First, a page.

It was immediately apparent when bouncing around the carpark and at first it had me feeling a bit sceptical. After all, we keep on being told how we need everything to be stiffer; right? Well, maybe not, as you’ll see!
The Cwmcarn ride always starts with a bit of a lung-busting climb from the carpark, with plenty of steep kicks where you have to get out of the saddle. This was the first surprise, as it climbed really well, hooking up well with the shock in ‘Trail’ mode and not bobbing around too much. The single-pivot design really keeps the rear end supple which is perfect for technical climbing duties.
Dropping into the first sections of downhill singletrack, it felt balanced and planted and performed as well as any good quality modern bike should. At first I was worried about the rear end flex that I had felt in the carpark, but the reality was a lively and engaging ride with good levels of grip from the active rear end. After a couple of DH sections I felt confident to push the bike harder, leaning it in, boosting lips and just having a great time.
Starling frames are made from a combination of Columns Zona and Spirit tubing – equivalent to Reynolds 853. There’s a true temper Superthem BMX downtube with 4130 and mild steel turned and laser cut parts.
We all know about the lively characteristics of a steel hardtail that some people are so fond of, but could that feel come through with 150mm of travel? Well, I think the answer is, yes! I am not sure how, but the Starling certainly felt lively and in a very good way.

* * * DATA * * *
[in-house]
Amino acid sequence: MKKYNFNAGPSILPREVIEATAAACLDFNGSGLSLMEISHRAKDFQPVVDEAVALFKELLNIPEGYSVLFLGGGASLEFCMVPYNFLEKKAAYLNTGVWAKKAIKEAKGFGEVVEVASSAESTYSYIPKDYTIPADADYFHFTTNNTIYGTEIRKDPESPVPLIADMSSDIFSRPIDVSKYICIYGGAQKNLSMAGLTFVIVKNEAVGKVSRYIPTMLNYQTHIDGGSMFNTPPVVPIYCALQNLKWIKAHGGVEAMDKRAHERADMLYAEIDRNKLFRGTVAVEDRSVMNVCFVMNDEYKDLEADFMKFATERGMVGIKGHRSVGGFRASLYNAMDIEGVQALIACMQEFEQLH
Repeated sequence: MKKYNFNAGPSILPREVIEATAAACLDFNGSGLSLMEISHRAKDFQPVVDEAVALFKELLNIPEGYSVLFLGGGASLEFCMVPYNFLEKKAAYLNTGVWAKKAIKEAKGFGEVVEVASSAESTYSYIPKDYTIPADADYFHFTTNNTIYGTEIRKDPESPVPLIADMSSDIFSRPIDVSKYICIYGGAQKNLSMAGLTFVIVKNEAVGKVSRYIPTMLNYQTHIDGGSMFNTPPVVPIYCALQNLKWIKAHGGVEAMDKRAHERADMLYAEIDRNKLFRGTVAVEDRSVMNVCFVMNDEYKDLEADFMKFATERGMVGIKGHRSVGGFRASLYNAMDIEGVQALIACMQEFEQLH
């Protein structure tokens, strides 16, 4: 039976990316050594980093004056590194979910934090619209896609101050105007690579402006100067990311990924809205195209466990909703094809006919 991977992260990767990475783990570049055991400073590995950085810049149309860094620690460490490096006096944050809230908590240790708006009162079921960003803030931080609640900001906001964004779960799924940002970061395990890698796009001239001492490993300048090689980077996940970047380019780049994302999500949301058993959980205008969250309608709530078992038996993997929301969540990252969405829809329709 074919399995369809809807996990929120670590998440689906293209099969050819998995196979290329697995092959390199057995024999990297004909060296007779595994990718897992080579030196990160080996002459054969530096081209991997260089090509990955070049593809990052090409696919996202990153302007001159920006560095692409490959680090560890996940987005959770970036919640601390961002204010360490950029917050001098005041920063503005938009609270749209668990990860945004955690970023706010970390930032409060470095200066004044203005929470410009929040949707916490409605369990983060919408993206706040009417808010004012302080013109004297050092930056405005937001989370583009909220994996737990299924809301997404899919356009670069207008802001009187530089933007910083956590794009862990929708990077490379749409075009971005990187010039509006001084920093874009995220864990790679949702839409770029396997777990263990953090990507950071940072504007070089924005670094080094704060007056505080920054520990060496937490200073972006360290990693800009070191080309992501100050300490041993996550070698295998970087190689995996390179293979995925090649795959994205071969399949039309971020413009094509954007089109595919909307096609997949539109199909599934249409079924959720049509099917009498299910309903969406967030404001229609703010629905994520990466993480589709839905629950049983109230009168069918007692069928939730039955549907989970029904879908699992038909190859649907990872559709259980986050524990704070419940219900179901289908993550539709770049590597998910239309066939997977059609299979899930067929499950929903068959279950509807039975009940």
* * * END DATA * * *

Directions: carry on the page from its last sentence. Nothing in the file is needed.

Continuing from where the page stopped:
This was confirmed when my mate, Joe Finney (Elite enduro racer for NS Bikes) took the bike for a spin. Joe is no slouch on a bike and was able to push it really hard. The result was surprising. According to his Strava he was just as quick on the Starling on his first ride as he was on his enduro race bike that he had been riding and racing all summer. When I say quick, I mean top-10 Strava quick on the rough Cwmcarn descents!
“this bike gets a lot of attention at the trails.”
So, it is fair to say that I was impressed. The bike was not perfect, but I am assured that the Mk 3 version that was at the powder coaters would have better rear end stiffness, tyre clearance and an even longer, slacker design. Joe, the designer/builder has also raced his bikes at the Enduro World Series in Scotland this year as well as at the Grizedale and Dyfi rounds of UK Gravity Enduro, showing that these frames can take some proper punishment.
The final thing to add is that this bike gets a lot of attention at the trails. If you don’t like talking to strangers, then don’t get a Starling! Loads of people will randomly start talking to you about it! Usually along the lines of, “Is that steel?” “What is it?” “Looks cool, you say he built it in his shed?!”. Get used to it!
Joe now has a website which you can visit at http://www.starlingcycles.com.
You can also visit the Starling Cycles Facebook page.
You can also see one of Joe’s frames at Roll for the Soul from 12th November,
If you want your own handmade bike, built in Bristol by a human being called Joe then give him a shout. He’s taking orders now and can build you a custom frame to your specification. If you want a truly unique and exclusive bike … Starling Cycles could be a great shout.